You know the old joke about having t-shirts older than your friends’ kids / bike / latest relationship? It’s funny because it is frequently true, but I didn’t expect it to be so true of one of Harley-Davidson’s first technical t-shirts.
I was nonplussed when I took it out of the bag: it didn’t hang well – which is to say that it didn’t hang like cotton – and I didn’t have a lot of hope for the robustness of its microfibre polyester, but that’s why we test things … and why we’ve started to revisit them.
It’s not long out of the washing machine, looks very much the same as it did when it was new with no bobbling or fading, and unlike most polyester technical shirts I’ve tried, it hasn’t been caught by anything sharp and ‘laddered’. And not because I treat it with kid gloves: nothing gets an easy ride here.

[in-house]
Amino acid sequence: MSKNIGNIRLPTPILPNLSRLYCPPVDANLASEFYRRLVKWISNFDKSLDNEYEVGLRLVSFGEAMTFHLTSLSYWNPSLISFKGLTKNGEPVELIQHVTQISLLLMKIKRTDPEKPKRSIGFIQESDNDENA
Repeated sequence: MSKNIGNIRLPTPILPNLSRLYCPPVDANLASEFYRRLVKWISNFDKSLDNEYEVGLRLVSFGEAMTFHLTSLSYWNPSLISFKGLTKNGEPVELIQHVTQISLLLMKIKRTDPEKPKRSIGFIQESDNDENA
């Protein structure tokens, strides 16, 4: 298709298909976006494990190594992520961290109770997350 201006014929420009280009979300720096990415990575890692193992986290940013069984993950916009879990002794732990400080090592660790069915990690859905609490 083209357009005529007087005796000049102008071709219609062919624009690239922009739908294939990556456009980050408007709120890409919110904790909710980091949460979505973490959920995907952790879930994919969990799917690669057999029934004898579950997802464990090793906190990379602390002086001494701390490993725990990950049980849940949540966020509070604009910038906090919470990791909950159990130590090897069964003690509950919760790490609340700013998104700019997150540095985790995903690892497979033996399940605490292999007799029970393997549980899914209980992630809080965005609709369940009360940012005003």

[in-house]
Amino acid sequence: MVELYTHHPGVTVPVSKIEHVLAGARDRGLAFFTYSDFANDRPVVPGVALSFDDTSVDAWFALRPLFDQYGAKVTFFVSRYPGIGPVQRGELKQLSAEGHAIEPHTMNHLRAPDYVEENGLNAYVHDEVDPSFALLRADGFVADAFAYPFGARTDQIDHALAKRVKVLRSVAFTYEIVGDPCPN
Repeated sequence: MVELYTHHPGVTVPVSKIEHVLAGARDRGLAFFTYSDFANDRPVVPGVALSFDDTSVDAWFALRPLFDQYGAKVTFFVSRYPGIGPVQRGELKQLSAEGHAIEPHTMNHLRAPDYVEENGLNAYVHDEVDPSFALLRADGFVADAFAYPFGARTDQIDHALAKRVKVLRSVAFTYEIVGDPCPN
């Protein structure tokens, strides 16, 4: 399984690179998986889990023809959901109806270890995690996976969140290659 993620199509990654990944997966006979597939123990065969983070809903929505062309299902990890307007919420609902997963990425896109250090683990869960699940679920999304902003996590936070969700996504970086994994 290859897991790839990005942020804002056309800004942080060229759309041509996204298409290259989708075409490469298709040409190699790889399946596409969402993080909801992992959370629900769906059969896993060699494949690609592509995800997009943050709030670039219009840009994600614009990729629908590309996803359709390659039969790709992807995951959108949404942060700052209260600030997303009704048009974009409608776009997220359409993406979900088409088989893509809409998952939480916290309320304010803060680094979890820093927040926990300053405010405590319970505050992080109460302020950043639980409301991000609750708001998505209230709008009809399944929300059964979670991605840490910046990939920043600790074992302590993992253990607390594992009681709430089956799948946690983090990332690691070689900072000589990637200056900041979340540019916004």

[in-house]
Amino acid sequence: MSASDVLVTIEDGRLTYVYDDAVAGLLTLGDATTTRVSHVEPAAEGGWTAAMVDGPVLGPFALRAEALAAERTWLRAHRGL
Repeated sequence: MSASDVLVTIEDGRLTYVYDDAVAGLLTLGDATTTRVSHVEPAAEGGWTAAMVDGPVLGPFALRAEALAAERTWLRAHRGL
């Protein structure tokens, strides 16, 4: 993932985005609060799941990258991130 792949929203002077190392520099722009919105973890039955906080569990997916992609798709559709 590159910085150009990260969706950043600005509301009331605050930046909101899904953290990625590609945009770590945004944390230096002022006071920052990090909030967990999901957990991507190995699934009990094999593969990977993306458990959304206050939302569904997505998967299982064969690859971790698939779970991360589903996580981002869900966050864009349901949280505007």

In fact, it is one of my most used t-shirts, whether as an undershirt in winter or under just a jacket in summer – in both cases making the most of its anti-microbial qualities to counter odours, thanks to silver ions in the material.
Use of silver nanoparticles is common enough in sports clothing now to trigger environmental scares in knee-jerk circles, but they were uncommon at the time in bike clothing.
Apparently, that’s not an issue in the concentrations that are released by washing but they could cause a problem in landfill.
That won’t be a problem here, as this won’t be thrown away: it is far too useful and is holding up exceptionally well.
Its primary benefit is that it is a true ‘wash and wear’ item: wear it through a challenging day, wash it last thing at night – having worn it into the evening – and it will be dry the following day.
No, you can’t buy this particular t-shirt today, but its technology is still in Harley’s Performance range, with additional things like Coldblack which reflects the sun’s heat, making it comfortable to wear in hot weather despite being a close fit.